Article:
Touch, Organs of

Touch, Organs of


special receptors embedded in the skin, in the locomotor system, which includes the muscles, tendons, and joints, and in some mucous membranes, such as those on the lips and tongue.

The organism uses organs of touch to sense the complex action of mechanical, temperature, and pain factors. The tactile organs in the skin are distributed unevenly. In man, for example, they are particularly numerous in the fingers, palms, soles, lips, and genitalia; hence the high sensitivity of these skin areas. The commonest type of tactile organ is the free nerve endings; these are connected to nonmyelinized fibers, which constitute about 80 percent of the skin afferent fibers, and to thin and medium-sized medullated fibers usually less than 6 μm in diameter. The free nerve endings are heavily branched in the tissues so that a single nerve fiber can innervate a large area; in the cornea, for example, about 0.5 cm2. The innervated areas, or receptive fields, of the individual nerve fibers usually overlap one another considerably. In hair-covered skin, which constitutes 90 percent of the skin surface, the nerve endings around the root sheaths of the hairs are very numerous. Also richly innervated are the special sensory hairs, the vibrissae, which are usually situated on the muzzle; in climbing animals they are found on the belly as well (man does not have vibrissae). The receptors of the hair follicle are connected to medullated nerve fibers; each hair is innervated by several fibers, and the same fiber can innervate several hairs.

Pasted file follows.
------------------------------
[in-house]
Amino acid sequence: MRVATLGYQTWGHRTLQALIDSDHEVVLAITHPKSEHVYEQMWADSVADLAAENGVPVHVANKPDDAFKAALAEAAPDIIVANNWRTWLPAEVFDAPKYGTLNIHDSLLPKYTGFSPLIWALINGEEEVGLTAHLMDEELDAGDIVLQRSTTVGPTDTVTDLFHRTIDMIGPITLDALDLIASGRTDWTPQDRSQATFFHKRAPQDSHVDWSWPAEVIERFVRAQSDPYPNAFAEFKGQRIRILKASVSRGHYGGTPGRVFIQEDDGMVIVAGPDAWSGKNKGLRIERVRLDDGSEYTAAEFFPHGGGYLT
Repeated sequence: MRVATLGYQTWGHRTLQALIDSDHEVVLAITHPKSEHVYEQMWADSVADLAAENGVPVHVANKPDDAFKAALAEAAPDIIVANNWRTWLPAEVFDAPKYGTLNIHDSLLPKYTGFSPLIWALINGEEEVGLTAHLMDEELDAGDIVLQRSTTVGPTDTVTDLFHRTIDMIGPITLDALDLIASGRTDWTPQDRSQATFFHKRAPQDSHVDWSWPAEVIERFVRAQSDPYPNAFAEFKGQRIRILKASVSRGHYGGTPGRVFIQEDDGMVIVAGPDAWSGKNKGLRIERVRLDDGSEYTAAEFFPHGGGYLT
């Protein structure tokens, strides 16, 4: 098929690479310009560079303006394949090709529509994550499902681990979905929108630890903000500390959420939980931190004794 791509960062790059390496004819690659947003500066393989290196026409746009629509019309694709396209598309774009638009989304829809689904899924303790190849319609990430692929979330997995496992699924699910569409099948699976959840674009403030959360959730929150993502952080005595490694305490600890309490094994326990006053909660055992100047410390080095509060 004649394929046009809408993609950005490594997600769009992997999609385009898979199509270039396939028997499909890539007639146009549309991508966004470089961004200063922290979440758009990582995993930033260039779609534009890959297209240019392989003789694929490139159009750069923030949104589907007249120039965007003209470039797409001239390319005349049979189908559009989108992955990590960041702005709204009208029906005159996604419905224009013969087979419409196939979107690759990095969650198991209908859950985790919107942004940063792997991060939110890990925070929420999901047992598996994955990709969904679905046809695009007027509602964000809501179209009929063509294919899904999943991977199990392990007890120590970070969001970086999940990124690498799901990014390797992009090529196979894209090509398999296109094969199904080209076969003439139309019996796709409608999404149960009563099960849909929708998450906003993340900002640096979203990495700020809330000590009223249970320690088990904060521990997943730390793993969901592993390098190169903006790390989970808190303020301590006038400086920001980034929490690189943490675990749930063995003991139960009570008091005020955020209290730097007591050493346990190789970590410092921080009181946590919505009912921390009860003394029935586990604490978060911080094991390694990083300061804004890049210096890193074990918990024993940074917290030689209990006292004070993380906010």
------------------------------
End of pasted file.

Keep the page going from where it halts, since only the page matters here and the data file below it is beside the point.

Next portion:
Organs of touch also include various types of encapsulated receptors (dentritic extremities enclosed in special cellular capsules). Among these receptors are Pacini’s corpuscles, Meis-sner’s corpuscles, Golgi-Mazzoni corpuscles, Ruffini’s corpuscles, the bulbs of Krause, and Merkel’s corpuscles. The most finely differentiated encapsulated receptors (Pacini’s and Meis-sner’s corpuscles) are connected to thick (4–13 μm) medullated afferent fibers and thin nonmedullated efferent fibers. The afferent fibers that innervate Meissner’s corpuscles can also terminate simultaneously in Merkel’s corpuscles.

Also participating in the tactile processes are the specialized receptors in the muscles (the muscle spindles) and in the tendons, joints, and fasciae. The afferent fibers of the muscle receptors are the thickest, reaching 20 μm, and therefore the most rapidly conducting sensory fibers in the body. Some organs of touch have a highly specific characters; for example, Pacini’s, Meissner’s, and Merkel’s corpuscles are highly specialized mechanoreceptors. Other organs of touch, such as the free nerve endings, can perceive a great variety of stimuli. The many types of tactile organs and the distinguishing features of their spatial and temporal excitation contribute to the variety of tactile sensations.